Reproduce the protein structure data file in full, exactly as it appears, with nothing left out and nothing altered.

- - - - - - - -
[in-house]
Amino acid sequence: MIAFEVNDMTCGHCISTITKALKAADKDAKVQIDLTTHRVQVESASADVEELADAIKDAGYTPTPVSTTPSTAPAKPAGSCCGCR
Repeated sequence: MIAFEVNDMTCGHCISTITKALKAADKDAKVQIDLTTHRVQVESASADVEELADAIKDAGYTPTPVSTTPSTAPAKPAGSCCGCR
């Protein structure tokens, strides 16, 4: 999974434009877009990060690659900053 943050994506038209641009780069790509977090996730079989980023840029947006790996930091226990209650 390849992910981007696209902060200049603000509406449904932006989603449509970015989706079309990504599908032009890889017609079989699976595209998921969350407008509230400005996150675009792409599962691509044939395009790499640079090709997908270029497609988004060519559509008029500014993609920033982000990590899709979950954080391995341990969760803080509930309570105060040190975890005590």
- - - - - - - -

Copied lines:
[in-house]
Amino acid sequence: MIAFEVNDMTCGHCISTITKALKAADKDAKVQIDLTTHRVQVESASADVEELADAIKDAGYTPTPVSTTPSTAPAKPAGSCCGCR
Repeated sequence: MIAFEVNDMTCGHCISTITKALKAADKDAKVQIDLTTHRVQVESASADVEELADAIKDAGYTPTPVSTTPSTAPAKPAGSCCGCR
């Protein structure tokens, strides 16, 4: 999974434009877009990060690659900053 943050994506038209641009780069790509977090996730079989980023840029947006790996930091226990209650 390849992910981007696209902060200049603000509406449904932006989603449509970015989706079309990504599908032009890889017609079989699976595209998921969350407008509230400005996150675009792409599962691509044939395009790499640079090709997908270029497609988004060519559509008029500014993609920033982000990590899709979950954080391995341990969760803080509930309570105060040190975890005590």